Went through some more recorded NBA games. There are some awful teams in the western conference this year. Of that bunch of 6 teams at the bottom, the Memphis Grizzlies show the most promise. They strung together 4 wins the past week before losing a close one to the Hornets. I took a look at their win over the Miami Heat and took some clips.
Their offense is quite basic but it does compliment the players they have. They have a lot of young athletic guys so they run a spread offense and either go 1v1 dribble drive, run cutters through the lane, or pick and roll. Take a look,
In many ways, it's similar to the spread offense Duke runs and what the Phoenix Suns used to run. I was watching a JV high school tournament over the weekend, and they basically ran this same offense. They went 4-out 1-in, and either went 1v1 on the perimeter, ran random cutters, and end of shot clock ball-screen. It worked pretty good too.
If you've got superior athletes who can create their own shot, the spread is great. The key of course is spacing. You must be spread as far as possible. In the first sequence, once Rudy Gay (O3) gets the ball, the corner relocates along the baseline to maximize the driving lane. Notice in the video though, that X2 still stays for help defense, but Gay still gets the floater over the top,
Spread Basket Cuts:
When I teach 5-out offense to middle school kids, I teach a basic pass, cut, fill. That's basically what this is, except in a 4-out 1-in look. Marc Gasol (O4) receives the pass in the post, the corner relocates, a player from the top of the key does a basket cut,
Another basket cut, everyone shuffles up on the weakside,
Finally, Darko Milicic (O5) does a basket cut from the weak side elbow and Gasol finds him for the nice easy layup,
Spread Wing PNR:
In the Billy Donovan Spread PNR, they initiate from the top and hence they use a flat screen. Here, it is similar but from the wing. First, there are a couple of basket cuts but none are open so they run the PNR at the end of the shot clock. O5 basically screens the area.
O1 comes off the screen, splits the hedge, and finds O5 rolling to the basket before help comes,
The Grizzlies are from what I've read, one of the youngest teams in the league. But they have a lot of talent. Their offense is a work in progress, but I think they have potential to be a good team. Their defense is also patchwork, but again, once they learn to work together instead of doing it all 1v5, they will flourish. I didn't include any OJ Mayo sequences, but he is a terrific talent. He really exploits the gaps in the spread offense very well.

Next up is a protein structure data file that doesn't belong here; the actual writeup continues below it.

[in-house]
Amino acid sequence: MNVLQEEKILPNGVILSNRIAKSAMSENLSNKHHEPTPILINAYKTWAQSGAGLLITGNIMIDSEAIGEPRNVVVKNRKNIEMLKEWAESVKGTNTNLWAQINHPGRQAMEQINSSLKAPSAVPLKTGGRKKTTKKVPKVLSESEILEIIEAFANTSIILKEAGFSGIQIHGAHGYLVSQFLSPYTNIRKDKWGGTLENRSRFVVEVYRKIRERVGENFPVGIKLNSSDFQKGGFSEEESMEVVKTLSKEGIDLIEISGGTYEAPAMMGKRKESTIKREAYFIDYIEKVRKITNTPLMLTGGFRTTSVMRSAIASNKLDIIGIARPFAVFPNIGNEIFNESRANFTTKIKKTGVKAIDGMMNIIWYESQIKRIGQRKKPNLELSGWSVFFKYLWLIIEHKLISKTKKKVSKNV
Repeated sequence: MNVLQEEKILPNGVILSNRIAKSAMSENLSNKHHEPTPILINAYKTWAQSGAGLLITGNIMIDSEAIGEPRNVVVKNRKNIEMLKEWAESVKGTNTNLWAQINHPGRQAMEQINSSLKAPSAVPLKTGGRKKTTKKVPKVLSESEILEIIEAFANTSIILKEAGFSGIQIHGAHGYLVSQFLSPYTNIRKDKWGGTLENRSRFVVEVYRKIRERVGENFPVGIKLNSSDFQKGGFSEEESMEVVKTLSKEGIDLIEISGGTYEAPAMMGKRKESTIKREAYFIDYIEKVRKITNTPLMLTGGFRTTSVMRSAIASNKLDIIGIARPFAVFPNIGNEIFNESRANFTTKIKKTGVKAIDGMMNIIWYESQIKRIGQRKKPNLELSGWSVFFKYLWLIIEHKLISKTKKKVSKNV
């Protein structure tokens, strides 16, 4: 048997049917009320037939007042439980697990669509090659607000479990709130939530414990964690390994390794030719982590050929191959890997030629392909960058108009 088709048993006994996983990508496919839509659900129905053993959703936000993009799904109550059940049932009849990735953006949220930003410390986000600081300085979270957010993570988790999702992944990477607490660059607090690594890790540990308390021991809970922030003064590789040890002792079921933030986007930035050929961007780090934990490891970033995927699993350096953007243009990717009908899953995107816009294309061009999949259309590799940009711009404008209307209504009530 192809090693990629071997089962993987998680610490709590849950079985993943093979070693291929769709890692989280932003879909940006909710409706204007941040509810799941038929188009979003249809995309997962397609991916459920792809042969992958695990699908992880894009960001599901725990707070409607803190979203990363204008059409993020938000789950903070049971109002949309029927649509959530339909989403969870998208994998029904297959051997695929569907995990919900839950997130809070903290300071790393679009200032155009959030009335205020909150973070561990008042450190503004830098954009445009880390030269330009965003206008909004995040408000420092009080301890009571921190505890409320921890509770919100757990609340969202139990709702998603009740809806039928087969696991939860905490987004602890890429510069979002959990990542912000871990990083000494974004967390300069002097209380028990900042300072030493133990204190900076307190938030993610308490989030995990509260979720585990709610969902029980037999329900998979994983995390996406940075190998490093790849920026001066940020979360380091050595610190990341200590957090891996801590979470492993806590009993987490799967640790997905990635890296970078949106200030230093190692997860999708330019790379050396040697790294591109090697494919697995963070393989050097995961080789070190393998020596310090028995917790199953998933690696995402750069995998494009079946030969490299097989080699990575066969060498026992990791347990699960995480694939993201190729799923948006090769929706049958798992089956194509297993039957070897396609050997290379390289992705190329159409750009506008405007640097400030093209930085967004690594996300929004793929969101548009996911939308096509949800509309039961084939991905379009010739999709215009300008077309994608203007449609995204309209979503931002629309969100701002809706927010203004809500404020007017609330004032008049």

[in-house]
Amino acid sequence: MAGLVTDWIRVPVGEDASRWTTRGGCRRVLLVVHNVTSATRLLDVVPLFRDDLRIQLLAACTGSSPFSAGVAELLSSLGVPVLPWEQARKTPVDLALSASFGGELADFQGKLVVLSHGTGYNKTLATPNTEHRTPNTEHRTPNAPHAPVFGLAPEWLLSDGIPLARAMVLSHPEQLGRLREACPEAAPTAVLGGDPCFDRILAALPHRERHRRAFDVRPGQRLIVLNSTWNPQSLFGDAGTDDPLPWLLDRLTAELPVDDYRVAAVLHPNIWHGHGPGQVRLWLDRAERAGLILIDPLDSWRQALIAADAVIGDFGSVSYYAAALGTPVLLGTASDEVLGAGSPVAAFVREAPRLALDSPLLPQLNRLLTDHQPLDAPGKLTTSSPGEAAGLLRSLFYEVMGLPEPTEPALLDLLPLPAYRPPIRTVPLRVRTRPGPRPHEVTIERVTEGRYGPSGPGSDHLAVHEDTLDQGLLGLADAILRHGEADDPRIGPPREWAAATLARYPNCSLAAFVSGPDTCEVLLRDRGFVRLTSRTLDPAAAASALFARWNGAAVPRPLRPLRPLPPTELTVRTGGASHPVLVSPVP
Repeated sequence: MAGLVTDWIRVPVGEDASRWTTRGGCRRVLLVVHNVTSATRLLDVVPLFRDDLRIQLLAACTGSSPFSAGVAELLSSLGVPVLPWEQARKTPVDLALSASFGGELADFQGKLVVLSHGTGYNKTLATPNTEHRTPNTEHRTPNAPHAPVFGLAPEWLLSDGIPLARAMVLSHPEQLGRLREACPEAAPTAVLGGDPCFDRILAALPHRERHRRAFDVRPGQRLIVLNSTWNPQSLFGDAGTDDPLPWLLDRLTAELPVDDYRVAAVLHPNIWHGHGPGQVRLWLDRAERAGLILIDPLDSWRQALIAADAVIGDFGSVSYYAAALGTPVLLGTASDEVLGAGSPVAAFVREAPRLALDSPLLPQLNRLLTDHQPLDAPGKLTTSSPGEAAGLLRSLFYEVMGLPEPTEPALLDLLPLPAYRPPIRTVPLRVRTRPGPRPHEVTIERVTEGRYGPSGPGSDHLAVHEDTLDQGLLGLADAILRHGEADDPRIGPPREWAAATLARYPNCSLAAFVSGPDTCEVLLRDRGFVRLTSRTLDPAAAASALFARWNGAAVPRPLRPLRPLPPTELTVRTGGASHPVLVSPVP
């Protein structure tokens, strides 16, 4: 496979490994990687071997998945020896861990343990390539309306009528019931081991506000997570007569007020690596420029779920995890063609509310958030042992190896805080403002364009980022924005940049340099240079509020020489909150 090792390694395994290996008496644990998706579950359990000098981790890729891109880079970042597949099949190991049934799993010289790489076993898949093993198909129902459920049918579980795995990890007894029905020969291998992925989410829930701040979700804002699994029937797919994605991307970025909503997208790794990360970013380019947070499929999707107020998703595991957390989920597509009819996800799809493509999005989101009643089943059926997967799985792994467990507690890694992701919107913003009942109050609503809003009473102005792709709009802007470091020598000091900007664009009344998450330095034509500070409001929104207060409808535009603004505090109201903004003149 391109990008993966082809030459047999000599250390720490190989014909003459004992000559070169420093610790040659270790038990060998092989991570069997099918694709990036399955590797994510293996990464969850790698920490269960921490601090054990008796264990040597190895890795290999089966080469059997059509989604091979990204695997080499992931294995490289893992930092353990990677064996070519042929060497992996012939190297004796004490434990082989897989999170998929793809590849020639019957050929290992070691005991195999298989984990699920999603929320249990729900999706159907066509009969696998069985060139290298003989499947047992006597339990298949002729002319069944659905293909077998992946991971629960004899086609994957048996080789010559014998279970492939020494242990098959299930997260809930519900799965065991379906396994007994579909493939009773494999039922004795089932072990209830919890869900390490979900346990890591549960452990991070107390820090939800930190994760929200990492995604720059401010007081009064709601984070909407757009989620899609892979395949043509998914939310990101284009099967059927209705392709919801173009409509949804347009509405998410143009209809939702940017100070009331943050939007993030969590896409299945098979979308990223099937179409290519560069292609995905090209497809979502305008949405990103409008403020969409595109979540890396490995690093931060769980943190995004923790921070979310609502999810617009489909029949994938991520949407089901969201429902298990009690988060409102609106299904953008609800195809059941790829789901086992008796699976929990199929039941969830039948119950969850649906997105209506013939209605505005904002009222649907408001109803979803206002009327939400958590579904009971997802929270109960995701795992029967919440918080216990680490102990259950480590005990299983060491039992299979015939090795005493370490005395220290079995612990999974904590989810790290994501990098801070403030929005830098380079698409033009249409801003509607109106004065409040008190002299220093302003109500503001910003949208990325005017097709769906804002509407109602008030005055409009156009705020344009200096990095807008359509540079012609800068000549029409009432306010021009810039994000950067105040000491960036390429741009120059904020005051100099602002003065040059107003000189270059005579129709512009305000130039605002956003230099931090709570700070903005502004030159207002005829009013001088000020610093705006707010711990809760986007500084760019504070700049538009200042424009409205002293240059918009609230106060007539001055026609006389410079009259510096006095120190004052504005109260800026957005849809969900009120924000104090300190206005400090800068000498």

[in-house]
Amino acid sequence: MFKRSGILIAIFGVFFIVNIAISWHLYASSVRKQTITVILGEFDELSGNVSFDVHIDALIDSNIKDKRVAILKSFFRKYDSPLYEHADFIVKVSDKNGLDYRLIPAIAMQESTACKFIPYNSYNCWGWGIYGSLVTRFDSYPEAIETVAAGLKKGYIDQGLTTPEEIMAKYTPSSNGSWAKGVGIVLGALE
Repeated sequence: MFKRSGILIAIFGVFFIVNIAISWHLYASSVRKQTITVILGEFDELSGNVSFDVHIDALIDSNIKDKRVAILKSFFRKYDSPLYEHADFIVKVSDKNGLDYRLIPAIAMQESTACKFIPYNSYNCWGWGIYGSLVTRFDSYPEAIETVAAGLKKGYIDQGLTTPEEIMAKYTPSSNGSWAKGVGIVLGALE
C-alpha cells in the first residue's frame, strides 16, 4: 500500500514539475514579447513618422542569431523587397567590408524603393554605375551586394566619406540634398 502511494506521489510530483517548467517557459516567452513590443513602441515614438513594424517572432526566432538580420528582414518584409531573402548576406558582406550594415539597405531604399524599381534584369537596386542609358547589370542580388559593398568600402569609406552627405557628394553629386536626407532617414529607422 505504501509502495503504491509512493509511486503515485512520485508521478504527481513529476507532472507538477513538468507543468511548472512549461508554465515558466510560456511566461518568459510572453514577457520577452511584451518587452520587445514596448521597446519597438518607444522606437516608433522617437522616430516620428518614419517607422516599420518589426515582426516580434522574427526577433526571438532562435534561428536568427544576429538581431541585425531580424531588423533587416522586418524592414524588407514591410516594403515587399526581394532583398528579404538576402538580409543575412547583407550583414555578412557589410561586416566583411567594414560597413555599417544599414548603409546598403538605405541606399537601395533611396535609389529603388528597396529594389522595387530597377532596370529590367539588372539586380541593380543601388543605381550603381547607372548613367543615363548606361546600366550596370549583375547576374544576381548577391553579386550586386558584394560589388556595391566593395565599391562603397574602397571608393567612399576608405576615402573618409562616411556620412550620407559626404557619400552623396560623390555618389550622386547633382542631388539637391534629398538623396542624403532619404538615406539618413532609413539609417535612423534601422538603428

For another kind of a spread offense based out of a 4-out 1-in set, take a look at Jamie Dixon's Spread 4-out 1-in Offense. Coach Dixon is the head coach of University of Pittsburgh, currently ranked third overall in the nation. To discuss this and many more of your favorite basketball topics, head over to the X's and O's of Basketball Forum to talk with other coaches from around the world.
I watched some college games last night including a little bit of Syracuse and Cleveland St. but I missed the miracle hail mary 3-pointer at the end, that's why we love sports. But I also watched the first half of the Cincinnati game against Charleston Southern. It was a real physical match, the kind of basketball I grew up playing, smash mouth stuff.
I watch part of the Cincinnati game against Xavier and the Musketeers really got out on the break to nullify the Bearcats solid M2M defense and thus came away with the relative easy win. Last night though, the Bearcats were playing their game, and their half-court M2M defense was solid throughout. It's tough, and they play as a team. Here are some sequences I highlighted,
1-on-1 on the Perimeter Defense:
I listened to a Bobby Knight talk once and he said that they spend at least half of practice time doing just 1v1 defense. I'm of the same belief that if your players are not good 1v1 defenders, you're gonna have problems. Yes, you can have great help and team defense, you can even zone up, but eventually those will catchup up with you. Nothing can substitute for solid 1v1 defense. That is why the Bearcats switch most screens. Because they feel that every one of their players can defend anybody. Here, it's just like your basic 1v1 defensive slide and recover drill except in the game and it results in an offensive pushoff,
I wanted to show this sequence because it just shows presence of mind in stopping penetration. No matter what, in my books, you have to stop the ball first and foremost. You see your teammate get caught on a screen and roll or a dribble handoff like here, the defender trails his man, stops in the lane and comes back to take the charge,
Lots of different ways to defend it, but the Bearcats do a nice job here of post denial. The defender comes with an over the top three-quarter post denial, chest to chest because the ball is near or above the free throw line. If the pass was coming from much further below the free-throw line the defender would switch and deny from the low-side or even full front.